All first year undergraduates will have an opportunity to declare a major during the spring term and receive a departmental advisor and a home department, but may remain an undesignated sophomore should they want more time to decide. You can explore your major options via the links in this section and see our advice on making your choice below.
Choice of Major Advice
Examine your interests, skills, experiences, motivations, and goals.
Step One: Ask yourself some questions
- What classes or subjects particularly interest, excite or intrigue you?
- What subjects are you especially strong or talented in?
- What out of class experiences have been most enjoyable or fulfilling for you?
- What motivates you to consider certain majors?
- What are your short and long-term academic and career goals?
Having talent in a subject does not always mean you should major in it! You will be taking several classes in the major you choose, so be sure you truly enjoy the subject and are motivated to do the work. Alternatively, if there is a department you are interested in but not as naturally talented, don't necessarily let that discourage you.
Step Two: Try out a department that interests you! Explore Your Options and Gather Information
- Start by exploring the Course Links provided on this site. These links provide you with useful information about the various major departments, class requirements and options, research opportunities, what majors do after graduation, profiles of faculty, etc. The Undergraduate Administrator in each department is another key point of reference if you have specific questions. Finally, take advantage of department exploration events.
- Participate in advising seminars, UROPs, internships, and major exploration classes as valuable ways to get a sense of whether you actually like a major.
Step Three: Talk with Your Advisor and Associate Advisor
Many advisors have been at MIT for a number of years and can point you to resources within various departments, because they have taught or advised for those departments or know people who work in them. They can also ask you questions based on what majors you are thinking about that might help you come to a decision.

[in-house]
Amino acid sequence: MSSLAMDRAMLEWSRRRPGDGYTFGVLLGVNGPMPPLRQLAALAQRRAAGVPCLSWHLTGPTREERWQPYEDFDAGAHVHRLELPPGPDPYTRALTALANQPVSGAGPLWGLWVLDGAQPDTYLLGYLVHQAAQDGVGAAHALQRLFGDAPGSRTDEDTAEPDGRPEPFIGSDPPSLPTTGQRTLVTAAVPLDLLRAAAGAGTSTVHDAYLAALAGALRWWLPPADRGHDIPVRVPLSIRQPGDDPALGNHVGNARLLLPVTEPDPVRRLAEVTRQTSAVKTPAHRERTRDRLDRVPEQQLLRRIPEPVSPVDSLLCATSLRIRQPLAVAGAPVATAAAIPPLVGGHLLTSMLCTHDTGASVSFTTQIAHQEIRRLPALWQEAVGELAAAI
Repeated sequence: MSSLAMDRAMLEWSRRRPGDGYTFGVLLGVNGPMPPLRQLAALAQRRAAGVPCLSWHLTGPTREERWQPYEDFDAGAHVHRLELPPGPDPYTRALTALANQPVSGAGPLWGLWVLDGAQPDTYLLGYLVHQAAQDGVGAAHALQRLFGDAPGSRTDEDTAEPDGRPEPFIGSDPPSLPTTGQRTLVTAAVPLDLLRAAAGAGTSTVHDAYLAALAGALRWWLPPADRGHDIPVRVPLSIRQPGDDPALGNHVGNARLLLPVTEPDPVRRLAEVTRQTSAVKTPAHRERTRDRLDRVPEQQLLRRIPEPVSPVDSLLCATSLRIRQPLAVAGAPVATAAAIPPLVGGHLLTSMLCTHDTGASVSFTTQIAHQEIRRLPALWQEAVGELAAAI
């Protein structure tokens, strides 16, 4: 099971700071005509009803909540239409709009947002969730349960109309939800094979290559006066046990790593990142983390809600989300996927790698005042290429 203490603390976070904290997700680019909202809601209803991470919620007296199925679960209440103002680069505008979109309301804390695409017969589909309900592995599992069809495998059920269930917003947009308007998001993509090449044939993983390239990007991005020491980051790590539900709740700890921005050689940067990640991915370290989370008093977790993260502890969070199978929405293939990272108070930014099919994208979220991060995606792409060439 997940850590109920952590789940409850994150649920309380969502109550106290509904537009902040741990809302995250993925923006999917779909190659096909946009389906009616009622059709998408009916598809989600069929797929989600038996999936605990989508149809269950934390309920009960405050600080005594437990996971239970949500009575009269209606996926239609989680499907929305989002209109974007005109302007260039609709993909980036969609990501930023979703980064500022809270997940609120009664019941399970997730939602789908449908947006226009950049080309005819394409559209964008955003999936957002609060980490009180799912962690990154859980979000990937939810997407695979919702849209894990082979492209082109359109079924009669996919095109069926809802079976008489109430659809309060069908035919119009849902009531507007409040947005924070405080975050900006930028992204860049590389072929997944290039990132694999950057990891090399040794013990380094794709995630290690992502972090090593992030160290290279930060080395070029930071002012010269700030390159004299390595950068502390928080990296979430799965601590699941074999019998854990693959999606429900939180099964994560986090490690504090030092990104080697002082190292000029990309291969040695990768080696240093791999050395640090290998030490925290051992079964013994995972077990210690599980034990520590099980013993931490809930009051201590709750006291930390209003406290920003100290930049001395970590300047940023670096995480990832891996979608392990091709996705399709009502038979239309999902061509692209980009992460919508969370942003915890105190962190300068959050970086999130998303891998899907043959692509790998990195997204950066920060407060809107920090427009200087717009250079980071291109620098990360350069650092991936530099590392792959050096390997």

Your associate advisor is also equipped to talk with you about academic decisions such as choosing a major. They can discuss their choice of major decision process and the overall experience in their department. Also, they often can connect you to peers in departments you may be considering.
Step Four: Make the Right Choice For You!
Everyone has their own reason for choosing a major, and no major is "better" than another, despite what some may say. Your choice of major will help you develop knowledge and skills in a particular discipline, but it does not dictate your career or life path.There really is no right or wrong choice, as long as you come to the decision that you are most comfortable with. Students will meet with advisors to complete their Course Selection Form (PDF available for download later this spring).
Career Advising & Professional Development (CAPD) is another great resource on this topic. Their staff can help you discuss how to connect your major to different careers during an appointment. You might also find it helpful to watch A Major Puzzle: First Year Decision Making online and review the associated resources on Handshake or these tips on Choosing a Major.
Advising staff are also available to discuss your options with you. To make an appointment with one of us, write to firstname.lastname@example.org.